Yuzu at Le Calabash

yuza

Around the size of a small grapefruit, recognized by its slightly bumpy skin, Yuzu citrus is the trendiest ingredient of these last five years. It’s extremely fragrant zest inspires chefs, pastry chefs and even chocolatiers. At this time of the year we all steam ahead in creating and working on new dishes, using exciting and exotic ingredients as part of our week long ‘French Culinary Adventure’ with ‘le Calabash’ and 2015 will see us introduce our ‘Culinary Adventurers’ to the Yuzu.

Origin

Mistakenly called the Japanese lemon, Yuzu is the fruit of the tree eponymous that only produces this citrus fruit at its eighteenth year. Cultivated in Korea and Japan on the island of Shikoku, Japan’s fresh Yuzu is almost impossible to find in France for certain health reasons. Fortunately, it grows in our latitudes, and can be found in specialized boutiques.

Use

Rich seeds, not so juicy, Yuzu is often used for its zest, but nothing is lost in this citrus fruit. Cooked initially for savoury dishes, Yuzu made ​​a sensational debut in baking and chocolate making. The marriage with chocolate is even more compelling – the number of chocolate bars with dark chocolate and Yuzu is proof of this.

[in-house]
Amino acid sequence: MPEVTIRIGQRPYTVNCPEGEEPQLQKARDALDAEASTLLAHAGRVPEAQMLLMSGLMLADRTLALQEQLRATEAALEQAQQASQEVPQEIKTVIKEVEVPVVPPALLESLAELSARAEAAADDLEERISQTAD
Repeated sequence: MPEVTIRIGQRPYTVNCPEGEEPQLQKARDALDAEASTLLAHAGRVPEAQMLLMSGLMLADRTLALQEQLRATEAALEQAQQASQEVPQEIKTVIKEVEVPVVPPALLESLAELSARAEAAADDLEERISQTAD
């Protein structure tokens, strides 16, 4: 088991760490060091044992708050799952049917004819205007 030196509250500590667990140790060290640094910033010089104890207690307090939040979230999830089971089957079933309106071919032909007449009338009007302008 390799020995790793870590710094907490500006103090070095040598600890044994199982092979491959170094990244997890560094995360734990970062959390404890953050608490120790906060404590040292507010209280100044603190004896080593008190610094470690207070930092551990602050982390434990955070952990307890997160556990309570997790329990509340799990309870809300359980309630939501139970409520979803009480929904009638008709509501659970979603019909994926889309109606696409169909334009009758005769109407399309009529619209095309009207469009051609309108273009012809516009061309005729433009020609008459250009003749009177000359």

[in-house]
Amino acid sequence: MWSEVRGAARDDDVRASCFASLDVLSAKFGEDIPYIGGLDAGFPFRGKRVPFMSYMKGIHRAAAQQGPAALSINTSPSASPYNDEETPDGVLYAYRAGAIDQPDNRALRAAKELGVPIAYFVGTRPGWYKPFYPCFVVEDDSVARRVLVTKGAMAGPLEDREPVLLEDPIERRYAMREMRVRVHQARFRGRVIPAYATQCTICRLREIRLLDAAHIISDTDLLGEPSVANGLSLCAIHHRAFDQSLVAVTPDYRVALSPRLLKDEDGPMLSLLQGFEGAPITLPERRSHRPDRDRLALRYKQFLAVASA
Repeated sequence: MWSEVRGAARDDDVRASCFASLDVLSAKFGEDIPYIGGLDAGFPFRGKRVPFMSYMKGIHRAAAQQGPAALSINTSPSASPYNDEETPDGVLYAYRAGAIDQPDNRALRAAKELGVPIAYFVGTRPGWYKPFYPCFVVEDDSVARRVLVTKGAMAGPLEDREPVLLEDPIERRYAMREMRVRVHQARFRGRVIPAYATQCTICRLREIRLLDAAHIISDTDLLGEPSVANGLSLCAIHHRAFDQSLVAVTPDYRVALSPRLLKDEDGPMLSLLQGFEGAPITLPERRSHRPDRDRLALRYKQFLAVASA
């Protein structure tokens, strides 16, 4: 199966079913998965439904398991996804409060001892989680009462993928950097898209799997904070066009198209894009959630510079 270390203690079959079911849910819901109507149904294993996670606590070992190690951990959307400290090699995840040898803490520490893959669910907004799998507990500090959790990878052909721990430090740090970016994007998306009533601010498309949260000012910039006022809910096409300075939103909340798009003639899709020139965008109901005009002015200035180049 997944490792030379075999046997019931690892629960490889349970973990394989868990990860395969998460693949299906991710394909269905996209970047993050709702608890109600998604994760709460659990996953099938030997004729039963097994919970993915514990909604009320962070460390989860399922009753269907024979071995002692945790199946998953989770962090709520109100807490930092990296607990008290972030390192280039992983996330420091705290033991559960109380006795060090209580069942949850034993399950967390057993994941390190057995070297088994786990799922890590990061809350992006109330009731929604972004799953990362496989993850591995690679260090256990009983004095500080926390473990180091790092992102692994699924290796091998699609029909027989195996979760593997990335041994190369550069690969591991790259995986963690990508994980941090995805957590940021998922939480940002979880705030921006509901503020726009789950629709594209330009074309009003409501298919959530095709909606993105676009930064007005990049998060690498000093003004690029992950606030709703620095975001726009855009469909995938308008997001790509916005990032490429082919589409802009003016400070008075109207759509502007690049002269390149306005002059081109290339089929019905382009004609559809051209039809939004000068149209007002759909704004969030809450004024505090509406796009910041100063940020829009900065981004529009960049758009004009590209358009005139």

Culinary Ideas

Yuzu goes perfectly well with other citrus, such as lime or yellow lemon, tangerine and grapefruit. It strengthens their flavor by providing a touch of exoticism. It is very easy to integrate it into all sorts of preparations: such as the juice to flavour ganache, a sorbet or simply mix it with maple syrup or honey citrus to finish a fruit salad; purée to make fruit jellies or apricot-yuzu/grapefruit-yuzu combinations; grated zest in a sponge cake or a citrus cake filled with a yuzu curd; adds a natural aroma to flavour whipped cream; flavours for cocktails or for finishing a verrine. One can imagine a tart on a shortbread base, with a half-sphere of creamy yuzu and mini Swiss meringues to counteract the acidity and some lime zest grated on top.

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